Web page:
mirror reflectivity 90%. Functioning since August 2001.
Brahmakumaris Ashram, Gurgaon , Haryana for 2000 people with collector area 265 sq.
m. and mirror reflectivity 90%. Functioning since July 2002.
Brahmakumaris Ashram, Talleti, near Mount Abu for 10,000 people with collector area
of 800 sq. m. and mirror reflectivity 90%. (Worlds 2nd largest system). Functioning since
April, 1999.
Rishi Valley School, Chitoor District, Andhra Pradesh for 500 people with collector area
of 94 sq. m. and mirror reflectivity 75%. Functioning since September, 2002.
The third system commissioned at a hospital in Mount Abu generates 1.2 MT/day of
steam for use for sterilization, laundry etc. apart from cooking purposes in the hospital
kitchen during 2005.
A total of 12 such systems of different capacities have been installed in the country so far
as of March 2006.
Fuel Saving: Around 35 to 40 LPG cylinder per year on full use in community kitchens.
Cost: Rs. 40,000 to 50,000 approx. depending on the type of reflectors used (metal, glass,
acrylic and their reflectivities) and salient features provided by the manufacturers.
Life: Metallic structure has about 20 year life. It should be able to withstand high wind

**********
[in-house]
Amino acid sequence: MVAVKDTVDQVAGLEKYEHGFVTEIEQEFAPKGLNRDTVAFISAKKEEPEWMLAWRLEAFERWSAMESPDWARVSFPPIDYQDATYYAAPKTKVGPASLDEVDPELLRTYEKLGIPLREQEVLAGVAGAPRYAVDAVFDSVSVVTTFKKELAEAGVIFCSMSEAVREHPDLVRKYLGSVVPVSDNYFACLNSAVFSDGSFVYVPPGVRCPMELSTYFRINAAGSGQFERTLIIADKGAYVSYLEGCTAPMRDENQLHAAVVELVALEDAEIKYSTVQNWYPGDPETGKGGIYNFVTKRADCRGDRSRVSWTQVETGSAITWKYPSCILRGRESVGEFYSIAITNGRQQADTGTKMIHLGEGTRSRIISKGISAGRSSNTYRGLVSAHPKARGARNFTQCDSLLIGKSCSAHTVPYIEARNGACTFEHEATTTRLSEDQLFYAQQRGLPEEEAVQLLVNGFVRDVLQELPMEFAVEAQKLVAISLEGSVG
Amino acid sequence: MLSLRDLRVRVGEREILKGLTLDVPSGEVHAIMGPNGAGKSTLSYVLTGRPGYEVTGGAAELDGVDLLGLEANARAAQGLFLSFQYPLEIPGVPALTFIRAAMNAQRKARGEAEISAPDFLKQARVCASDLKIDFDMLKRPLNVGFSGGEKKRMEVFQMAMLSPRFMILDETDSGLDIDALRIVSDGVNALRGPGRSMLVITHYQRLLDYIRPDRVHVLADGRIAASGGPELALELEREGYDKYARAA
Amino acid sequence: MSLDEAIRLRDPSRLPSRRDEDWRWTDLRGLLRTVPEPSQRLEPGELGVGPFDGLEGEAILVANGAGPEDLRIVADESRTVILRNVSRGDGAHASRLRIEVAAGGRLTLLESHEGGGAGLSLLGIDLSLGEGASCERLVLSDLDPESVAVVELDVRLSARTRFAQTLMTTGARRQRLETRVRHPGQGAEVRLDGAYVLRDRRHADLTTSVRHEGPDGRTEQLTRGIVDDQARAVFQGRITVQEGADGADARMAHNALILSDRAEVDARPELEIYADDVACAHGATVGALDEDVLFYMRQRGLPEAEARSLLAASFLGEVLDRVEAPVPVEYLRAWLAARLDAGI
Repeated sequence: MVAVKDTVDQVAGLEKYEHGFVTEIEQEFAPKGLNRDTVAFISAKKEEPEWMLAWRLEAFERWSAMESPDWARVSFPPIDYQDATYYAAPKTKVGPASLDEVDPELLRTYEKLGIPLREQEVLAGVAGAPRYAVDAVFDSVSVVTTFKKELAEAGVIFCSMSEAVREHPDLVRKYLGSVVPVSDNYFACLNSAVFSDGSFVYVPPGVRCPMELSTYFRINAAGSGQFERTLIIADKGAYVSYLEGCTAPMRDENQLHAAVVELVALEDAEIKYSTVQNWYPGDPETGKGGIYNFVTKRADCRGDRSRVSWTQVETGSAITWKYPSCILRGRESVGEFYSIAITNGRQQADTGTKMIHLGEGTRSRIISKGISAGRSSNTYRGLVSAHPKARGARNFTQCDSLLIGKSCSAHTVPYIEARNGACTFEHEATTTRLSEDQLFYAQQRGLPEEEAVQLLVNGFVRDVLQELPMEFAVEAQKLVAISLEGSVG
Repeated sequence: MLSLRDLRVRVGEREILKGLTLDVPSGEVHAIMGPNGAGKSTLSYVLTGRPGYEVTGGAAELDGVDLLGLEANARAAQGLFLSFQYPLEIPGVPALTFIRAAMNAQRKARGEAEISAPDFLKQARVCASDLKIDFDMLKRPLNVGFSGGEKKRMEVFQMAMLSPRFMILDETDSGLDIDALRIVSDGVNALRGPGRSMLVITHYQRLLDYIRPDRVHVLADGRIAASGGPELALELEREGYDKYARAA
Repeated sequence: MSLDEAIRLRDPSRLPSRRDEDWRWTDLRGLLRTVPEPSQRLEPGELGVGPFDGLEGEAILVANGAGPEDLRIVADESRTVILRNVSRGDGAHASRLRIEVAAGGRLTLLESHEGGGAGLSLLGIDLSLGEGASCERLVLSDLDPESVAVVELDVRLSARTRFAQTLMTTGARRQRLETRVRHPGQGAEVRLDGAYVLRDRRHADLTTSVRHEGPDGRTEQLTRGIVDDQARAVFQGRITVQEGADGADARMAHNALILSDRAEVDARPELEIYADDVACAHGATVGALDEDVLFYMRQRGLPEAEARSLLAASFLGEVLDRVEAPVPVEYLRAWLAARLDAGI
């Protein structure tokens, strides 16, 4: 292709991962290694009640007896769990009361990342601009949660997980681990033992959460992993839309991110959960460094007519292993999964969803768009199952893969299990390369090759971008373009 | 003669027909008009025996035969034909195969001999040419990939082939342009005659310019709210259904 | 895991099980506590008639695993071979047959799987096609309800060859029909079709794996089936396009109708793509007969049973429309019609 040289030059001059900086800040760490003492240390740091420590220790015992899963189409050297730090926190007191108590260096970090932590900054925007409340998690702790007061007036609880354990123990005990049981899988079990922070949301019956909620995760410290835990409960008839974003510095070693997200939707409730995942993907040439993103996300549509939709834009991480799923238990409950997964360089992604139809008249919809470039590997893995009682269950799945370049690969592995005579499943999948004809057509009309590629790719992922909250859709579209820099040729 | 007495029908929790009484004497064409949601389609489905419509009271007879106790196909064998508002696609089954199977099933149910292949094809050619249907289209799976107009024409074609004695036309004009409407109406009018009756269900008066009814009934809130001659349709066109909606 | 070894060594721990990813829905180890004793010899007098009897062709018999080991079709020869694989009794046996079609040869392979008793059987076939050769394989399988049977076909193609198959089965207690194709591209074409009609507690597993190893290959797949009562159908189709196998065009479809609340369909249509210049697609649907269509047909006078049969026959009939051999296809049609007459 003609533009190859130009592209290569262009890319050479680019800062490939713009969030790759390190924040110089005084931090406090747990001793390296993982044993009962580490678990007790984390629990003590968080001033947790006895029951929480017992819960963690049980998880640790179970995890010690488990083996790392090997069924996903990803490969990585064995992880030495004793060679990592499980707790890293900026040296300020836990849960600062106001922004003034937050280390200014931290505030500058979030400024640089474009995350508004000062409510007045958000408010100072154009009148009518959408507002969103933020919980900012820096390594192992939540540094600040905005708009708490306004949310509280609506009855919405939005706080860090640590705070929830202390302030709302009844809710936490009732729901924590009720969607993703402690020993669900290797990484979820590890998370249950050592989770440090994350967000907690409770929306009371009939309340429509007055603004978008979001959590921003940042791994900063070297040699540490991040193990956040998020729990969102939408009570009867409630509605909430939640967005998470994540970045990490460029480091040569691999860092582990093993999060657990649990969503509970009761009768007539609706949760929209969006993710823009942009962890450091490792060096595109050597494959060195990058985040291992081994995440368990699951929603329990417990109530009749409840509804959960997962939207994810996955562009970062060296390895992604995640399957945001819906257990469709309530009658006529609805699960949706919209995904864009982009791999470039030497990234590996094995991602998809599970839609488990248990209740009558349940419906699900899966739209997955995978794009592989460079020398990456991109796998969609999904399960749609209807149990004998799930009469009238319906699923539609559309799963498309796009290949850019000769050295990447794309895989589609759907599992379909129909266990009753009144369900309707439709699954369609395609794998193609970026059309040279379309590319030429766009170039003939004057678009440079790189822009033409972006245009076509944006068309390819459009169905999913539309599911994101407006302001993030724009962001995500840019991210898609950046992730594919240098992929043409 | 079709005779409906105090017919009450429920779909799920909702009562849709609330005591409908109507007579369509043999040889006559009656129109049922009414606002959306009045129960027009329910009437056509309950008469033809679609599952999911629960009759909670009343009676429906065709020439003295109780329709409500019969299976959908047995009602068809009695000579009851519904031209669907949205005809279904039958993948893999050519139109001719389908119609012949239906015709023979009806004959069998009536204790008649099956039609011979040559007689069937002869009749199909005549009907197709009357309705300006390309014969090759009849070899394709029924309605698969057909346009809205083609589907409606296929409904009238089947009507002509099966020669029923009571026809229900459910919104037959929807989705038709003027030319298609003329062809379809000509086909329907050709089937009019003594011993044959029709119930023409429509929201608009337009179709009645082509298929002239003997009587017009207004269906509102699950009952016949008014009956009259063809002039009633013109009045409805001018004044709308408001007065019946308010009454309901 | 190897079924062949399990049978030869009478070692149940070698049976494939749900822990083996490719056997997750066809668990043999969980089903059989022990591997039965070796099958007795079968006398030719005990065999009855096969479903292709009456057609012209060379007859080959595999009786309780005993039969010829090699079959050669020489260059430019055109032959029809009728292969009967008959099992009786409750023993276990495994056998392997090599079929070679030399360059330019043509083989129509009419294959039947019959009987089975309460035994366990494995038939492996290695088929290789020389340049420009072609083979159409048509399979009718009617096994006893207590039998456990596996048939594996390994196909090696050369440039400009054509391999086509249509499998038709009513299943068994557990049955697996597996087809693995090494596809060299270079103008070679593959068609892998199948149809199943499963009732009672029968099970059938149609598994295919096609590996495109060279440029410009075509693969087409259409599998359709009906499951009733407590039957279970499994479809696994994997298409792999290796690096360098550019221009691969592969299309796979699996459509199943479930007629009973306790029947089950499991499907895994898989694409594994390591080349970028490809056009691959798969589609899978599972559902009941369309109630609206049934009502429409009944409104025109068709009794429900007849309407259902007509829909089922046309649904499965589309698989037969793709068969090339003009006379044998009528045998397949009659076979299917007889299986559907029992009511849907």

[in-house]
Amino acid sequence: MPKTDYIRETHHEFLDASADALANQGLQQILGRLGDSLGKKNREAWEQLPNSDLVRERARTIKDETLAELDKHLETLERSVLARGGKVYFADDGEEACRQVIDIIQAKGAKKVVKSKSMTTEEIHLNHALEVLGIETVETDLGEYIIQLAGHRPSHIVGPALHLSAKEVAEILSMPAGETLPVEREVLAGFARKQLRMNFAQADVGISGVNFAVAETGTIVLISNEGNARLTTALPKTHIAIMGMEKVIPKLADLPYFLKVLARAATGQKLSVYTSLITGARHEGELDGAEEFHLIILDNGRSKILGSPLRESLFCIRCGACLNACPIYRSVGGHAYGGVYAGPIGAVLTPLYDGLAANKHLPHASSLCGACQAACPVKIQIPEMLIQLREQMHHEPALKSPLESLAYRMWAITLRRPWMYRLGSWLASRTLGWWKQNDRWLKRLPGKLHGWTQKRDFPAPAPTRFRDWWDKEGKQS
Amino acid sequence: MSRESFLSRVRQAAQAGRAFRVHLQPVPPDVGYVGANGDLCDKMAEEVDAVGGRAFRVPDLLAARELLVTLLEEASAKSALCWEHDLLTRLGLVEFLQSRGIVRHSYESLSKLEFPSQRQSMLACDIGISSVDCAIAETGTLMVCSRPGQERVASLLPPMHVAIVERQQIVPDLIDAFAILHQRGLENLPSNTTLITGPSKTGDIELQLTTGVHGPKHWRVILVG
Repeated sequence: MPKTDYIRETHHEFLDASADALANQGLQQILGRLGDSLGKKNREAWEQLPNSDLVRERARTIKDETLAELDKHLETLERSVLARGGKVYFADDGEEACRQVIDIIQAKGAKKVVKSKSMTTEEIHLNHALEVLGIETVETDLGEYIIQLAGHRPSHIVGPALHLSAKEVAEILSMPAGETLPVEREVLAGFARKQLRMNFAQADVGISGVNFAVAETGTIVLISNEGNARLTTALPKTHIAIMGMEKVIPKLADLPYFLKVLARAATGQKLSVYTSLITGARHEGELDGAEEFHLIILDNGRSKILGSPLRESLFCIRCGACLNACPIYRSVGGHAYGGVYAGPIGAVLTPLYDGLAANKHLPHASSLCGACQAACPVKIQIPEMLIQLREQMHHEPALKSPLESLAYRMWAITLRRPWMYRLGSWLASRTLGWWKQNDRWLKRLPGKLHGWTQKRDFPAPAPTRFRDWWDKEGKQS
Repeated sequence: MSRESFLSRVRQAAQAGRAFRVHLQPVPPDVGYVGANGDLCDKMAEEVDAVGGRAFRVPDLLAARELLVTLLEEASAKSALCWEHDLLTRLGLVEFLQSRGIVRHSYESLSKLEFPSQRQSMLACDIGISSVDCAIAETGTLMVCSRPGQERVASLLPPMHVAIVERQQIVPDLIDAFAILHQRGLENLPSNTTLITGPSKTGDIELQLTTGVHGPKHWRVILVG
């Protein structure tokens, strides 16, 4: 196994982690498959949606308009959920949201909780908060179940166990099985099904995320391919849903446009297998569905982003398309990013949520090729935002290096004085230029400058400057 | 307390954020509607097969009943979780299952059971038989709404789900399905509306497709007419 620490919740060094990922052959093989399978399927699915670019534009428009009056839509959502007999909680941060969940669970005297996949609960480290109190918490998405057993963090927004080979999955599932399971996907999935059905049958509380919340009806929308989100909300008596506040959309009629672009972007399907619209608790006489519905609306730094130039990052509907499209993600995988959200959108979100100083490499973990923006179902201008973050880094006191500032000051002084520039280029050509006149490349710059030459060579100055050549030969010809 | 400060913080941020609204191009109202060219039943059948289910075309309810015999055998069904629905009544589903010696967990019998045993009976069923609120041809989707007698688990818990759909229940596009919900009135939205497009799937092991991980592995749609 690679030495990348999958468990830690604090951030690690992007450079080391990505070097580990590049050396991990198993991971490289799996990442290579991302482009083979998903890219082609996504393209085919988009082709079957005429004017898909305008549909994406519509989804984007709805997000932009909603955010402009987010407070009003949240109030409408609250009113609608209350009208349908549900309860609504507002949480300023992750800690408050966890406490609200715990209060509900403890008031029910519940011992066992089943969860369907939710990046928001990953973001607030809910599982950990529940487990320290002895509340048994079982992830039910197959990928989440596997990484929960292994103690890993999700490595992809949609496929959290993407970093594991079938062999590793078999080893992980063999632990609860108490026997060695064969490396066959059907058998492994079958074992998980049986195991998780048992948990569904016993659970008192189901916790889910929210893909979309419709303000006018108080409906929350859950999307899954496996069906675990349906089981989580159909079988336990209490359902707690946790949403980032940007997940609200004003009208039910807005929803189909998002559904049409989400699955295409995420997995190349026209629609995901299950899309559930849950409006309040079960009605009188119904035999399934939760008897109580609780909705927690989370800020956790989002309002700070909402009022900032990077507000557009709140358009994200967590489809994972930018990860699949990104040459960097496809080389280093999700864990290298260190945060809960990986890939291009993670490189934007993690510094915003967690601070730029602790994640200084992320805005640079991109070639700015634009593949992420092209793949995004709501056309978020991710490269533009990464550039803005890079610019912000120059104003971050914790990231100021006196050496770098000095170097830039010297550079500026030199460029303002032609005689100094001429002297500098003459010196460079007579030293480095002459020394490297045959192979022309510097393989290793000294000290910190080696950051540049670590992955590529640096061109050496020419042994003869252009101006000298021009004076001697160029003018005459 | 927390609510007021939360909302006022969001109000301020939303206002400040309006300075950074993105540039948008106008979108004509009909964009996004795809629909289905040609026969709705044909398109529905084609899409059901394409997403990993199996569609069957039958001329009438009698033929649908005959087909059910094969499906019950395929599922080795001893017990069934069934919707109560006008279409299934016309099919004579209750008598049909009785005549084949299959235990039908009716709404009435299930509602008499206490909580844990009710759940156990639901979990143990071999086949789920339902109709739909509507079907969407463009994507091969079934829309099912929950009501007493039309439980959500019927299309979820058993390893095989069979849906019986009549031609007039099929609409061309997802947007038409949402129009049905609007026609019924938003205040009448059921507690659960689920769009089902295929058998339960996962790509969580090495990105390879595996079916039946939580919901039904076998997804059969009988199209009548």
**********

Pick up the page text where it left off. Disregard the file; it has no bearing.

speeds. Reflecting mirrors should have a minimum of 5 years.
O&M Expenditure: 2 to 3% per annum on an average.
Pay back period: 8 to 10 years (without financial support).
Ideal kitchen for indoor cooking
The kitchen wall from where the sun rays will enter should be North facing and
should be exposed to open surroundings.
It should be a single storey building having a slanting roof towards North wall.
Otherwise the cooker may have shadow of the kitchen.
There should not be any other building/structure/trees very near to the kitchen which
will cast shadow on the cooker standing in front of the North wall.
There should be sufficient space in front of the North wall of kitchen to install the
solar cooker facing South. 6 to 8 meters distance from the wall should serve the
purpose.
For other places, a separate shed may have to be constructed near the solar cooker for
cooking food under the shade

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Case Study
Worlds largest system for cooking application installed at
Tirumala Tirupathi Devasthanam (TTD), Tirumala, Andhra Pradesh
The worlds largest Solar Steam Cooking System at Tirupathi was installed by M/s Gadhia
Solar Energy Systems, Valsad during Sep. 2002. The cost of the system is Rs. 109.00 lakhs
which includes back up boiler, utensils and AMC for 5 years. The system has a capacity to
prepare food for 15,000 people/day and it employs automatic tracking solar dish
concentrators (Scheffler), which convert water into high pressure steam. The steam thus
generated is being used for cooking purposes in the kitchen of TTD.